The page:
If your cat has chronic pancreatitis, it may experience flare-ups of symptoms that may be bad enough to require veterinary intervention. These flare-ups may also need at-home, symptomatic care, such as managing vomiting, syringing fluids, and administering oral medications.
Prognosis for Cats With Pancreatitis
If an acute pancreatitis attack is severe enough, it can be deadly to a cat. Chronic pancreatitis flare-ups, unlike acute pancreatitis, can be manageable. Watch for any signs of changes in food intake, activity, and bowel movements if your cat has previously been diagnosed with pancreatitis.
If your cat starts vomiting or showing abdominal discomfort, then you should contact your vet immediately to avoid further complications of diabetes mellitus and exocrine pancreatic insufficiency (insufficient synthesis and secretion of digestive enzymes). Both of these diseases can be caused by uncontrolled, chronic pancreatitis in cats due to the damage done to the pancreas.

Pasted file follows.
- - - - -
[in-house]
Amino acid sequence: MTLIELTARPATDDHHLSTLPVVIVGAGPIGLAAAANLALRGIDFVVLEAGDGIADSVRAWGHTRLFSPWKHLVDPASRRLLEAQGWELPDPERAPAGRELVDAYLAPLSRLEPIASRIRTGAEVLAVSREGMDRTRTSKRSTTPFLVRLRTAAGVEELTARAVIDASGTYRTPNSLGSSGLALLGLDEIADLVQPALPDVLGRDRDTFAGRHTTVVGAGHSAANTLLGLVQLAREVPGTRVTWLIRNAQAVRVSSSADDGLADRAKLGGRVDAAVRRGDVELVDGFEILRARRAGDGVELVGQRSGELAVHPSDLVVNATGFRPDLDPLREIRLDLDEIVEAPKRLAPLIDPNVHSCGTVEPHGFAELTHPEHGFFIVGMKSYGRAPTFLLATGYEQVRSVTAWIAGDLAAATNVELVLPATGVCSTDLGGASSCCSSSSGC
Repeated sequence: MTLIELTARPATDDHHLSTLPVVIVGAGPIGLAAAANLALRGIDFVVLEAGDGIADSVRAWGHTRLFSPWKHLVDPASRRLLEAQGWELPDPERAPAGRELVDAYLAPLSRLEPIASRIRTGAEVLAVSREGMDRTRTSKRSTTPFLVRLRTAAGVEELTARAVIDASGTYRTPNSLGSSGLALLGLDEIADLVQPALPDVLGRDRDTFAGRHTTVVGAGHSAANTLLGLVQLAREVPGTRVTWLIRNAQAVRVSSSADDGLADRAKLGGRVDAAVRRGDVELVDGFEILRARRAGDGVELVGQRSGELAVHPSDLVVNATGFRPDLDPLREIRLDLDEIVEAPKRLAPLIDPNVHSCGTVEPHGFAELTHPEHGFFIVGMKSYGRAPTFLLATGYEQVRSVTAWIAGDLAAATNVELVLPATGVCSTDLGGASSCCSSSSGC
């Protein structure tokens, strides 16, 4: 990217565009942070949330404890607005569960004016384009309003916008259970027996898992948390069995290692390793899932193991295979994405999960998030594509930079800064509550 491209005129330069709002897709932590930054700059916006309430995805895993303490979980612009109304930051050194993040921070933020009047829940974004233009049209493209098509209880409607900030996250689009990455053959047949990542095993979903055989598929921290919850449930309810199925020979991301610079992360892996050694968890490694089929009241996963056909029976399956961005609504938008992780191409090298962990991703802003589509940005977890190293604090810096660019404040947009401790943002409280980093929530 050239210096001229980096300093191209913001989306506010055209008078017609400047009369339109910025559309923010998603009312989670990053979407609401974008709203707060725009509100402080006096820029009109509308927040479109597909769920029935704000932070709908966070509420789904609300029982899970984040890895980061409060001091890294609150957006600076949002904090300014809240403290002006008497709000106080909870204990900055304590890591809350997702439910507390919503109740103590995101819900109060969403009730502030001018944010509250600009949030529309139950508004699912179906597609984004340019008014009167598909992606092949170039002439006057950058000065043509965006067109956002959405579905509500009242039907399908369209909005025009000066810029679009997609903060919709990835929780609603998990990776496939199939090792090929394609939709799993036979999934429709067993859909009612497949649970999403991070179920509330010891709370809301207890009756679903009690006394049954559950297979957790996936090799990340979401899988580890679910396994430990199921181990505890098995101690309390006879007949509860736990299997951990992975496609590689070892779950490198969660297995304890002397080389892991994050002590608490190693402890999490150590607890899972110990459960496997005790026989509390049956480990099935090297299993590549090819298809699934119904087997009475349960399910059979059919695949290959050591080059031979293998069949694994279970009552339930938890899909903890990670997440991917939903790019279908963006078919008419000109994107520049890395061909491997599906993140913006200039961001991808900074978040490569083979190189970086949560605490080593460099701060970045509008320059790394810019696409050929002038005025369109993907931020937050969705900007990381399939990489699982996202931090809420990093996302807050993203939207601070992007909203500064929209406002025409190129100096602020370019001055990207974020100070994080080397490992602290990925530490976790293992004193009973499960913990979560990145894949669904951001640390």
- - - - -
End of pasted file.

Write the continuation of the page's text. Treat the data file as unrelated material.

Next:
How to Prevent Pancreatitis
Pancreatitis is a painful and damaging disease, so if there are things that can decrease the chances of it occurring in your cat, it is a good idea to follow those instructions. Since the exact cause of pancreatitis in cats is still undetermined, your veterinarian will be the best person to offer suggestions on what your specific cat needs to decrease the likelihood of pancreatitis. Your vet may suggest a specific diet or supplement that has been shown to support pancreatic health in cats or to keep your cat at an ideal body weight.
Disorders of the Pancreas in Cats. Merck Veterinary Manual
Feline Pancreatitis: Serious. Cornell Feline Health Center
Pancreatitis in dogs and cats - digestive system. Merck Veterinary Manual.
Feline pancreatitis. Cornell University College of Veterinary Medicine.
Exocrine pancreatic insufficiency in dogs and cats - digestive system. Merck Veterinary Manual.